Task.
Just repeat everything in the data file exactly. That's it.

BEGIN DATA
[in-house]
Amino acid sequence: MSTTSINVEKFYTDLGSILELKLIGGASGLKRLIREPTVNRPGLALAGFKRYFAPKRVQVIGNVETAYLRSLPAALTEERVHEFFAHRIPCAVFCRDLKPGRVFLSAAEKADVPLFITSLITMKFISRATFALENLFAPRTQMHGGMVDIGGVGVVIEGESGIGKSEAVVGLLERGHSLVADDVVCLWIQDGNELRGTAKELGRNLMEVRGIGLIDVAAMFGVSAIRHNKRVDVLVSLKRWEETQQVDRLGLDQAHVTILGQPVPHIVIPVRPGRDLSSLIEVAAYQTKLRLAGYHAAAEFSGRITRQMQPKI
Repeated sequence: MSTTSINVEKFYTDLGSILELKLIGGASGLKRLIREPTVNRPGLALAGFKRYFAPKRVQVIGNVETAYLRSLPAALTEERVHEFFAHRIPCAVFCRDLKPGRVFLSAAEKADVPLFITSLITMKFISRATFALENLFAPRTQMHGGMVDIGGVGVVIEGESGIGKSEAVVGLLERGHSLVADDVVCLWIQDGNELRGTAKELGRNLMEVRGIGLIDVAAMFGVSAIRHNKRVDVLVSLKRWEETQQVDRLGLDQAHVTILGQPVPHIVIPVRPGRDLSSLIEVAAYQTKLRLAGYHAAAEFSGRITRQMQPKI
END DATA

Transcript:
[in-house]
Amino acid sequence: MSTTSINVEKFYTDLGSILELKLIGGASGLKRLIREPTVNRPGLALAGFKRYFAPKRVQVIGNVETAYLRSLPAALTEERVHEFFAHRIPCAVFCRDLKPGRVFLSAAEKADVPLFITSLITMKFISRATFALENLFAPRTQMHGGMVDIGGVGVVIEGESGIGKSEAVVGLLERGHSLVADDVVCLWIQDGNELRGTAKELGRNLMEVRGIGLIDVAAMFGVSAIRHNKRVDVLVSLKRWEETQQVDRLGLDQAHVTILGQPVPHIVIPVRPGRDLSSLIEVAAYQTKLRLAGYHAAAEFSGRITRQMQPKI
Repeated sequence: MSTTSINVEKFYTDLGSILELKLIGGASGLKRLIREPTVNRPGLALAGFKRYFAPKRVQVIGNVETAYLRSLPAALTEERVHEFFAHRIPCAVFCRDLKPGRVFLSAAEKADVPLFITSLITMKFISRATFALENLFAPRTQMHGGMVDIGGVGVVIEGESGIGKSEAVVGLLERGHSLVADDVVCLWIQDGNELRGTAKELGRNLMEVRGIGLIDVAAMFGVSAIRHNKRVDVLVSLKRWEETQQVDRLGLDQAHVTILGQPVPHIVIPVRPGRDLSSLIEVAAYQTKLRLAGYHAAAEFSGRITRQMQPKI